The basic Orbi AX6000 system consists of a base station and a satellite unit that look identical from the front. The main body of each unit is made up of silver plastic, while white panels standoff from the base a few centimeters to create an interesting layered look. The antennas, four each, are entirely hidden away inside. When plugged into power, a soft light glows through the lower gap between the white panel and the gray body.
The satellite unit omits the internet connection jack but keeps the four gigabyte Ethernet jacks, providing you with the ability to semi-hardwire additional components.
The front of each Orbi is otherwise featureless, aside from a simple application of the Orbi logo, as are the top, sides, and bottom. The connectors are all located around the back, including a 2.5G/1G internet connection, four Gigabyte Ethernet jacks, and a DC power input. The satellite unit omits the internet connection jack but keeps the four Gigabyte Ethernet jacks, providing you with the ability to semi-hardwire additional components. Both the base station and satellite also feature sync buttons for adding additional units, but that’s it for buttons.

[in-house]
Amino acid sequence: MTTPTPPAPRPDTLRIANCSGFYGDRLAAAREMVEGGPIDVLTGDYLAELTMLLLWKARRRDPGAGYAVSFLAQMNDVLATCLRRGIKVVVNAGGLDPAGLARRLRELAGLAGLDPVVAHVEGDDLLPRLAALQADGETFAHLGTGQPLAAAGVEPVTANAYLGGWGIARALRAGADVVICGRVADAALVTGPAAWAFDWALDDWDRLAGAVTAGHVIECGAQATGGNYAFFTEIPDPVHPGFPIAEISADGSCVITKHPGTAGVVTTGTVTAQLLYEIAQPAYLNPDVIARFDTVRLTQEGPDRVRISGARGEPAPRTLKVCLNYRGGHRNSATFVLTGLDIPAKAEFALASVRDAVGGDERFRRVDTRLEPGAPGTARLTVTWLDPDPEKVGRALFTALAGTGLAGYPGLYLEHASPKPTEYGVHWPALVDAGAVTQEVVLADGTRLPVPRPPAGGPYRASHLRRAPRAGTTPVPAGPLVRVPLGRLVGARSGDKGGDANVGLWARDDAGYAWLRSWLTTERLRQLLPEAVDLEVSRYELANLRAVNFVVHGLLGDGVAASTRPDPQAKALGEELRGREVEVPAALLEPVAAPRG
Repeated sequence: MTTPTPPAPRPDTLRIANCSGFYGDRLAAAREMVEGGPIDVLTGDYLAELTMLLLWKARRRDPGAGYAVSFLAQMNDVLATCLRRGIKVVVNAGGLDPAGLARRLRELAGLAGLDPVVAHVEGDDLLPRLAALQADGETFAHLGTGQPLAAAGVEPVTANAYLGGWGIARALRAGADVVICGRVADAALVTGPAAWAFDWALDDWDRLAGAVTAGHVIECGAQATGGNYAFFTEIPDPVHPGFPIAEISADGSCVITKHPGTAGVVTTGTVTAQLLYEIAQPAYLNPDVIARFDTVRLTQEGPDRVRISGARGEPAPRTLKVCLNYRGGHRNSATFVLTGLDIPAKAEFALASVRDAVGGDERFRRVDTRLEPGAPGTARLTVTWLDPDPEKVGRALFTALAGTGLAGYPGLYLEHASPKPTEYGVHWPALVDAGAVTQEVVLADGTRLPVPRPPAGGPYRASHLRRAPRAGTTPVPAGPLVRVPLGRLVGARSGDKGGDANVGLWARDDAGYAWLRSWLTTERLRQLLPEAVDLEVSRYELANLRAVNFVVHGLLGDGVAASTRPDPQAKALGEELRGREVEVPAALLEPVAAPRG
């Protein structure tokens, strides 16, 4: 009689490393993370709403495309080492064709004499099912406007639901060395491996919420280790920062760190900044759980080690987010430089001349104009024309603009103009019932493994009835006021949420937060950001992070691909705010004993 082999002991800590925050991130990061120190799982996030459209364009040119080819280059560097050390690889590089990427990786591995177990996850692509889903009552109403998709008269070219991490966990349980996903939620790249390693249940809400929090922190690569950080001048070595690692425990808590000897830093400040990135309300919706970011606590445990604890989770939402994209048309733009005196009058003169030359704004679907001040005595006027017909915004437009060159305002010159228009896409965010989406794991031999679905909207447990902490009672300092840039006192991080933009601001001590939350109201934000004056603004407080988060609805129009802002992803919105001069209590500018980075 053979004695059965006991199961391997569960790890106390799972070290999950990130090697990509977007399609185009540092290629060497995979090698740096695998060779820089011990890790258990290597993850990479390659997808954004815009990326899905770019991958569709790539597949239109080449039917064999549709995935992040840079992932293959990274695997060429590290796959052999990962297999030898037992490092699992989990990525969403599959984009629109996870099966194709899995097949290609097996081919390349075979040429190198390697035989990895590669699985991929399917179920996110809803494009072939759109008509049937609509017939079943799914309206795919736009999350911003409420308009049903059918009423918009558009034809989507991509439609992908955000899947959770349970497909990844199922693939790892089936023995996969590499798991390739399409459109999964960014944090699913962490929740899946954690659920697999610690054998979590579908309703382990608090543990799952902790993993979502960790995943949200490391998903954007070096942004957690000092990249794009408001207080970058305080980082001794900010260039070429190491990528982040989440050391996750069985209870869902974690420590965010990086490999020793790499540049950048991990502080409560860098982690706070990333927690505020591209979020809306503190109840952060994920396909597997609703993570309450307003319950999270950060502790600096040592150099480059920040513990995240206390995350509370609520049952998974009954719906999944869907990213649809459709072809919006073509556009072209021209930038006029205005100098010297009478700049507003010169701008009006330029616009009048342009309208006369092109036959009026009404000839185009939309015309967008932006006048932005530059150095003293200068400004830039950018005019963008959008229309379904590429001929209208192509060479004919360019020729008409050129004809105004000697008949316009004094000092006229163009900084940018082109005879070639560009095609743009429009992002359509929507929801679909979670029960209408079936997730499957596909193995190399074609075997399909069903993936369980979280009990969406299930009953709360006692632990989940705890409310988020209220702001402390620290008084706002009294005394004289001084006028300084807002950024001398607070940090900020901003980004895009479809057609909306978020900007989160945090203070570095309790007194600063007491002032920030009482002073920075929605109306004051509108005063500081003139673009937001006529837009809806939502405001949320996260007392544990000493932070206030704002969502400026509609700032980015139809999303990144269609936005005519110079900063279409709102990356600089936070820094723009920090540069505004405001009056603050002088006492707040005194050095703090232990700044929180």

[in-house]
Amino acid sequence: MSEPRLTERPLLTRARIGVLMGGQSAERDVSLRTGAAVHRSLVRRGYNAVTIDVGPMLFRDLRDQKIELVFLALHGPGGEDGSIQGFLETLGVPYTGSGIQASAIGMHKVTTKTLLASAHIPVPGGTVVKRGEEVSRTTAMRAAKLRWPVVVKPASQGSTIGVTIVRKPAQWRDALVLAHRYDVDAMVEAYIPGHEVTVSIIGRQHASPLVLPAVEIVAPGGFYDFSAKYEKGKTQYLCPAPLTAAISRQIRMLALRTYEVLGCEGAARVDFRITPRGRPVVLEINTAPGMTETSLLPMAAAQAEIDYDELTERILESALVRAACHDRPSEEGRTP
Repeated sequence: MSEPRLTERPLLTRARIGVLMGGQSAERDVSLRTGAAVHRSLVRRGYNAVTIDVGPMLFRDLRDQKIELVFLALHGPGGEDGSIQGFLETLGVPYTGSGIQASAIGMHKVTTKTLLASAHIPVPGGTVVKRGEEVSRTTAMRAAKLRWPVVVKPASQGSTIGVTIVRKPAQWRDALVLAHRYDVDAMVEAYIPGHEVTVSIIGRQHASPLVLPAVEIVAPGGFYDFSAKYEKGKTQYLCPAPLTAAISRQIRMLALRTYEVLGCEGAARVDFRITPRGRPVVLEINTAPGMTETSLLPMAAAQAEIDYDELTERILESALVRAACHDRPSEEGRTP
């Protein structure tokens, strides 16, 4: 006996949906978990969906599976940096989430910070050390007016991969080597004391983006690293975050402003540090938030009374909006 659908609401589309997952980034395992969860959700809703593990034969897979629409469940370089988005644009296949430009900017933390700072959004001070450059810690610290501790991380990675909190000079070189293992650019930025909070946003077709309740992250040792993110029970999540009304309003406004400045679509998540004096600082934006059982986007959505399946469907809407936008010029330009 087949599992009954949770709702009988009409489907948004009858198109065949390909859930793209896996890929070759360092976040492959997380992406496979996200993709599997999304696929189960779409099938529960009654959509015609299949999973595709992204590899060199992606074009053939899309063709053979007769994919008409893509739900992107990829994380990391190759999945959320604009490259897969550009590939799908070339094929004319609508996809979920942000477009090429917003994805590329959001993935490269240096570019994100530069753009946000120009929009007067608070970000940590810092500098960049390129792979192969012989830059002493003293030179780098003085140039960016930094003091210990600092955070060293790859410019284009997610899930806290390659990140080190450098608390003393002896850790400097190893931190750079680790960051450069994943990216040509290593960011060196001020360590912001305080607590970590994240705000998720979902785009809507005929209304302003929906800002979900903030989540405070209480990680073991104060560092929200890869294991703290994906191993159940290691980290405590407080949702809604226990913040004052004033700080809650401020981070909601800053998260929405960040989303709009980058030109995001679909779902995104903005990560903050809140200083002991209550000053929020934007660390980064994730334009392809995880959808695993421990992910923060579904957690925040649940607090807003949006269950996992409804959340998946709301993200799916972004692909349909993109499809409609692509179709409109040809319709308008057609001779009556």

Setting up the Orbi AX6000 isn’t difficult, but I did find it to take far longer than it needed to. The whole process can be accomplished through the Orbi smartphone app, which walks you through the process every step of the way. The issue I ran into was that the app stumbled on several occasions and took a surprisingly long amount of time with wait screens between steps.